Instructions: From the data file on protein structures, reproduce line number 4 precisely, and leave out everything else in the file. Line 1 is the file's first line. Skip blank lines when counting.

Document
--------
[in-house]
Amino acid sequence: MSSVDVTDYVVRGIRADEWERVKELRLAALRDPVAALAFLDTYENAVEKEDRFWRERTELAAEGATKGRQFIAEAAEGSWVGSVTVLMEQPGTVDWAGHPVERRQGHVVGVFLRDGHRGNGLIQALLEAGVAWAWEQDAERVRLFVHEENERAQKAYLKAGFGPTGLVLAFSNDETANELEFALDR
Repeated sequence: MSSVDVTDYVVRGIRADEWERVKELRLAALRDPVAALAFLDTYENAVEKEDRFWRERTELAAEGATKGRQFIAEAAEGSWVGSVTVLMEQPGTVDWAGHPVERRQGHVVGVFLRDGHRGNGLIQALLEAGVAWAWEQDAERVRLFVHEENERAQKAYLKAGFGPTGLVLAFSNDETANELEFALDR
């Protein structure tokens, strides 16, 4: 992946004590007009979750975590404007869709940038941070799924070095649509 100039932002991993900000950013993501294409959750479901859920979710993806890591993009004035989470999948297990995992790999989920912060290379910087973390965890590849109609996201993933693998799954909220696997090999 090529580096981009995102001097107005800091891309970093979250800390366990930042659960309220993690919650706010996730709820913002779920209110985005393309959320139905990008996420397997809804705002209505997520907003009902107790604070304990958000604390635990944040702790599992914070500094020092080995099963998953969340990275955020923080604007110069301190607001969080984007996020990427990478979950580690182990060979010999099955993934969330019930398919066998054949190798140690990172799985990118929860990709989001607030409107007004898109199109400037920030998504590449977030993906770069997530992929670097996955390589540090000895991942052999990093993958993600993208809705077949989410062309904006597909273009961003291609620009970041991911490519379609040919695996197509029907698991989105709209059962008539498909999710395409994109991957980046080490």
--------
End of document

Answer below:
């Protein structure tokens, strides 16, 4: 992946004590007009979750975590404007869709940038941070799924070095649509 100039932002991993900000950013993501294409959750479901859920979710993806890591993009004035989470999948297990995992790999989920912060290379910087973390965890590849109609996201993933693998799954909220696997090999 090529580096981009995102001097107005800091891309970093979250800390366990930042659960309220993690919650706010996730709820913002779920209110985005393309959320139905990008996420397997809804705002209505997520907003009902107790604070304990958000604390635990944040702790599992914070500094020092080995099963998953969340990275955020923080604007110069301190607001969080984007996020990427990478979950580690182990060979010999099955993934969330019930398919066998054949190798140690990172799985990118929860990709989001607030409107007004898109199109400037920030998504590449977030993906770069997530992929670097996955390589540090000895991942052999990093993958993600993208809705077949989410062309904006597909273009961003291609620009970041991911490519379609040919695996197509029907698991989105709209059962008539498909999710395409994109991957980046080490």